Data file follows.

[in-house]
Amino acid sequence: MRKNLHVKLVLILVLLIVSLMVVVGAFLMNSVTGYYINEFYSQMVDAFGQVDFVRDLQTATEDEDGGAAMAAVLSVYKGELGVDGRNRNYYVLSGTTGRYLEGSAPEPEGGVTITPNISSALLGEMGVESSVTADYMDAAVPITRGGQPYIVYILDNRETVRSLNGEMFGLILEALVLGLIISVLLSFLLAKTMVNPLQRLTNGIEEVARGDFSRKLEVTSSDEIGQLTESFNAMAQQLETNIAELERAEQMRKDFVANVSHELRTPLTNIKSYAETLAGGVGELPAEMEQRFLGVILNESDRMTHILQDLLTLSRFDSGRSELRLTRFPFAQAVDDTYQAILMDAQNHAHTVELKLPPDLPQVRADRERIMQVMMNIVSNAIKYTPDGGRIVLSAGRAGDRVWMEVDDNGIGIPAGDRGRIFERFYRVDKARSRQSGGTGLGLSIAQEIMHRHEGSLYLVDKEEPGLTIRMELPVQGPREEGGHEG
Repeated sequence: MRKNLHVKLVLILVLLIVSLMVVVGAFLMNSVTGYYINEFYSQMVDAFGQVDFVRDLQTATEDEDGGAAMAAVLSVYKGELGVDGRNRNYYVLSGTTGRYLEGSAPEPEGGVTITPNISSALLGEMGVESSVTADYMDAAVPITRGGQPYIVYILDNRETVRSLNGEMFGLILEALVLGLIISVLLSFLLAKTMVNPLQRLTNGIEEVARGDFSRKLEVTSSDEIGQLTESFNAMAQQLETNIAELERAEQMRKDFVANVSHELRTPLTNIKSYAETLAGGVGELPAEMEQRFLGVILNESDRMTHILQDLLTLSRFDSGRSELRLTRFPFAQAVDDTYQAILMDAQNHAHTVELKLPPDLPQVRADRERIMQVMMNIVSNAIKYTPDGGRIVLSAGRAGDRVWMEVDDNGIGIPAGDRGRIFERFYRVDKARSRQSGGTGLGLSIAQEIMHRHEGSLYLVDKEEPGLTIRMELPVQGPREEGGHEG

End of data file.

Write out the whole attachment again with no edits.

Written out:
[in-house]
Amino acid sequence: MRKNLHVKLVLILVLLIVSLMVVVGAFLMNSVTGYYINEFYSQMVDAFGQVDFVRDLQTATEDEDGGAAMAAVLSVYKGELGVDGRNRNYYVLSGTTGRYLEGSAPEPEGGVTITPNISSALLGEMGVESSVTADYMDAAVPITRGGQPYIVYILDNRETVRSLNGEMFGLILEALVLGLIISVLLSFLLAKTMVNPLQRLTNGIEEVARGDFSRKLEVTSSDEIGQLTESFNAMAQQLETNIAELERAEQMRKDFVANVSHELRTPLTNIKSYAETLAGGVGELPAEMEQRFLGVILNESDRMTHILQDLLTLSRFDSGRSELRLTRFPFAQAVDDTYQAILMDAQNHAHTVELKLPPDLPQVRADRERIMQVMMNIVSNAIKYTPDGGRIVLSAGRAGDRVWMEVDDNGIGIPAGDRGRIFERFYRVDKARSRQSGGTGLGLSIAQEIMHRHEGSLYLVDKEEPGLTIRMELPVQGPREEGGHEG
Repeated sequence: MRKNLHVKLVLILVLLIVSLMVVVGAFLMNSVTGYYINEFYSQMVDAFGQVDFVRDLQTATEDEDGGAAMAAVLSVYKGELGVDGRNRNYYVLSGTTGRYLEGSAPEPEGGVTITPNISSALLGEMGVESSVTADYMDAAVPITRGGQPYIVYILDNRETVRSLNGEMFGLILEALVLGLIISVLLSFLLAKTMVNPLQRLTNGIEEVARGDFSRKLEVTSSDEIGQLTESFNAMAQQLETNIAELERAEQMRKDFVANVSHELRTPLTNIKSYAETLAGGVGELPAEMEQRFLGVILNESDRMTHILQDLLTLSRFDSGRSELRLTRFPFAQAVDDTYQAILMDAQNHAHTVELKLPPDLPQVRADRERIMQVMMNIVSNAIKYTPDGGRIVLSAGRAGDRVWMEVDDNGIGIPAGDRGRIFERFYRVDKARSRQSGGTGLGLSIAQEIMHRHEGSLYLVDKEEPGLTIRMELPVQGPREEGGHEG